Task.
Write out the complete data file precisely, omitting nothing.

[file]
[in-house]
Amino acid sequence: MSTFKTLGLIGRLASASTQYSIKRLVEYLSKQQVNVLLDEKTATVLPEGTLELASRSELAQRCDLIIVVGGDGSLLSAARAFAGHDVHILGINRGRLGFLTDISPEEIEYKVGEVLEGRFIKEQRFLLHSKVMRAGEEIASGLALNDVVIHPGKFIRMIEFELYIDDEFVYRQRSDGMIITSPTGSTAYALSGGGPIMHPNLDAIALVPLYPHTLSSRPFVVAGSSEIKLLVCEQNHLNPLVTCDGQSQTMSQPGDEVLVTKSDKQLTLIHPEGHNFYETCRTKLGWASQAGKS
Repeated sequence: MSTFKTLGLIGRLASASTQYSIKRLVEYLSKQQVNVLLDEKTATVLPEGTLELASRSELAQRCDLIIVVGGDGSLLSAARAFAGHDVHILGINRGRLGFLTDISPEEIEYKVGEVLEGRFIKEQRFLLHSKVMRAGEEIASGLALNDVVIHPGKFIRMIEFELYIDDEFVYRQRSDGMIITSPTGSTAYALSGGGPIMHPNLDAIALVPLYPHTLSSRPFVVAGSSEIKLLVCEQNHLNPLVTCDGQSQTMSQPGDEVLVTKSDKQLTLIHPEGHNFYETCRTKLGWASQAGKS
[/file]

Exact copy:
[in-house]
Amino acid sequence: MSTFKTLGLIGRLASASTQYSIKRLVEYLSKQQVNVLLDEKTATVLPEGTLELASRSELAQRCDLIIVVGGDGSLLSAARAFAGHDVHILGINRGRLGFLTDISPEEIEYKVGEVLEGRFIKEQRFLLHSKVMRAGEEIASGLALNDVVIHPGKFIRMIEFELYIDDEFVYRQRSDGMIITSPTGSTAYALSGGGPIMHPNLDAIALVPLYPHTLSSRPFVVAGSSEIKLLVCEQNHLNPLVTCDGQSQTMSQPGDEVLVTKSDKQLTLIHPEGHNFYETCRTKLGWASQAGKS
Repeated sequence: MSTFKTLGLIGRLASASTQYSIKRLVEYLSKQQVNVLLDEKTATVLPEGTLELASRSELAQRCDLIIVVGGDGSLLSAARAFAGHDVHILGINRGRLGFLTDISPEEIEYKVGEVLEGRFIKEQRFLLHSKVMRAGEEIASGLALNDVVIHPGKFIRMIEFELYIDDEFVYRQRSDGMIITSPTGSTAYALSGGGPIMHPNLDAIALVPLYPHTLSSRPFVVAGSSEIKLLVCEQNHLNPLVTCDGQSQTMSQPGDEVLVTKSDKQLTLIHPEGHNFYETCRTKLGWASQAGKS